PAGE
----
My new head of school just started school on July 1, 2009. I just e-mailed him an explanation of Leadership Day 2009, and a link to the Twitter search engine so that he can learn more. I don’t know this man at all, though his reputation and initial actions speak well.
This means that if he wants to, he can find this website, and he can read this — and everything I’ve ever written, both good and bad, that’s on the Net.
It may sink me as a teacher, it may save me.
But as anyone who’s ever been part of a major organization knows, leadership isn’t just about the guy at the top. It’s also about the folks at the bottom helping move things forward.
So here’s my advice for the rest of us, the folks of influence but no power, online voice but little control. E-mail your administrators a brief note explaining Leadership Day 2009, and invite them to read the conversation. Give them access to the guidelines; point them at search.twitter.com or some other place where they can find a list of the materials. In a few days you can point them at Scott’s summary list, I’m guessing. You don’t have to include links to your own posts, but you should include links to the summaries from 2008 and 2007. Don’t tag any particular posts as worth reading; they have their biases and interests, just as we have ours. But let them know the conversation is taking place, and that they can be part of it.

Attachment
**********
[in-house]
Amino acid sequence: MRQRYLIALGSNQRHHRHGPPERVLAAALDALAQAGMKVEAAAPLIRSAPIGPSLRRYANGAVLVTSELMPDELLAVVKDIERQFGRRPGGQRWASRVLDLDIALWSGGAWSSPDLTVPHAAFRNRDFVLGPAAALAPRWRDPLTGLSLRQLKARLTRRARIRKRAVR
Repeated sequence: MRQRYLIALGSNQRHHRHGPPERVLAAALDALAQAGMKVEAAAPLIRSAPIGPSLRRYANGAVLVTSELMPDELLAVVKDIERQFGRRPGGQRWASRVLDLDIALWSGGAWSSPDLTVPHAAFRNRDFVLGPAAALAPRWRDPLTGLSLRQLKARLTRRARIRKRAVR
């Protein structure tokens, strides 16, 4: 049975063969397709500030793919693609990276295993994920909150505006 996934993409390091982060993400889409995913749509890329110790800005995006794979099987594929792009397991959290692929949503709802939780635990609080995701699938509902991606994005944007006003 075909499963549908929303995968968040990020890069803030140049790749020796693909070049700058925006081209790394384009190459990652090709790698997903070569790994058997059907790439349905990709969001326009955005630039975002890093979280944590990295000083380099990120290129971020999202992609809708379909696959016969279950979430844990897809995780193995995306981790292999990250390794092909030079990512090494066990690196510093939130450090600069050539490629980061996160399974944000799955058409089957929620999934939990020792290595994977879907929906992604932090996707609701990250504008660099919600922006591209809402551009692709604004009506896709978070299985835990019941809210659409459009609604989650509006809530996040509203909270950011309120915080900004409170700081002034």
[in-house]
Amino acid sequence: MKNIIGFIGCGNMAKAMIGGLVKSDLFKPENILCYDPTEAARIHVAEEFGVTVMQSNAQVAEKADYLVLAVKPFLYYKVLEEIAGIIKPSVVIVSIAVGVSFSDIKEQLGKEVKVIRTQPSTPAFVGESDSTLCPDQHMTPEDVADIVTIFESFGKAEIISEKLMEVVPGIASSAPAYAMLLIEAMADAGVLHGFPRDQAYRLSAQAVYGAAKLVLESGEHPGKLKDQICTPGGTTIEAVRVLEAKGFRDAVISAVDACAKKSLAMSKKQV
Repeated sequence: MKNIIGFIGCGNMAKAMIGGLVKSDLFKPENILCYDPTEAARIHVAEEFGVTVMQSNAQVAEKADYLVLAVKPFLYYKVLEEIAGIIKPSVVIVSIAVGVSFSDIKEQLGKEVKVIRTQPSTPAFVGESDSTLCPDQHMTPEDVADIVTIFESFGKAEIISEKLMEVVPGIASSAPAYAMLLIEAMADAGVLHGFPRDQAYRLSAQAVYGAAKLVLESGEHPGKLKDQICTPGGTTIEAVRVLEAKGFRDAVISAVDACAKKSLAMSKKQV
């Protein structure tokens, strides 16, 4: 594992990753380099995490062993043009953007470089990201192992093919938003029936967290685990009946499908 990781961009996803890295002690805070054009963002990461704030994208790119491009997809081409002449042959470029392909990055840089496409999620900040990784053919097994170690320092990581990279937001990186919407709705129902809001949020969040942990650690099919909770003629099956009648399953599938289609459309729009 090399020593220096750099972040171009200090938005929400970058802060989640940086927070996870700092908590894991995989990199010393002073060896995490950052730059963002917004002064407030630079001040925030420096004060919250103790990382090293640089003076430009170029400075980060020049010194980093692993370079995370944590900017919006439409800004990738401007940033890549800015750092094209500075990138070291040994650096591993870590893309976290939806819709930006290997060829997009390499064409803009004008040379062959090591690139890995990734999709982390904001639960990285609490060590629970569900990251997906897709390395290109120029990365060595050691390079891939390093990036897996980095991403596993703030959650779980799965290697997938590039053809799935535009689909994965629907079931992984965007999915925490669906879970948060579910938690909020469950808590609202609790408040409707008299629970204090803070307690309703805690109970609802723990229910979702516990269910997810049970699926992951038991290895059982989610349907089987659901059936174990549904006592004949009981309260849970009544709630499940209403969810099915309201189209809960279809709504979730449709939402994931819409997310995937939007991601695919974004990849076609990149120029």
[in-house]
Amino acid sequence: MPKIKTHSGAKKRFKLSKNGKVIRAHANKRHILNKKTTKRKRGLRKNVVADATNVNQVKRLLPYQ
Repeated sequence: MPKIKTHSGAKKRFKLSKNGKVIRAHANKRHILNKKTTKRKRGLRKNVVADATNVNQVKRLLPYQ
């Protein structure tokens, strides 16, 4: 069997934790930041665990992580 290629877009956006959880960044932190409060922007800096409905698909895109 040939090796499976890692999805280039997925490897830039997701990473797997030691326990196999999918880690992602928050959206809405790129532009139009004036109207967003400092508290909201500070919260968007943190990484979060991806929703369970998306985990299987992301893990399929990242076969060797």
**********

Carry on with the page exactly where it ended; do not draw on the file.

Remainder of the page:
It takes a certain bravery to stand up and invite someone to the digital conversation, particularly someone who may have hiring and firing power over you, and who may not approve of your ideas or someone else’s. But really, it’s the only thing that allows the conversation to progress. The people who have authority have to be invited to the conversation.
YOU, fellow bloggers, are the ones who must extend the invitation. Stop writing blog entries, and go write an e-mail. NOW.
And remember, Leadership Day 2009 is forever. It doesn’t matter if they read the e-mail or handwritten note today, tomorrow, next week or next year. The entries will still be here. They can still read the transcript, and encounter ideas they hadn’t thought of yet. But they still must know the conversation is there.
Don’t give in to fear. Go write to them. Now. Be a leader.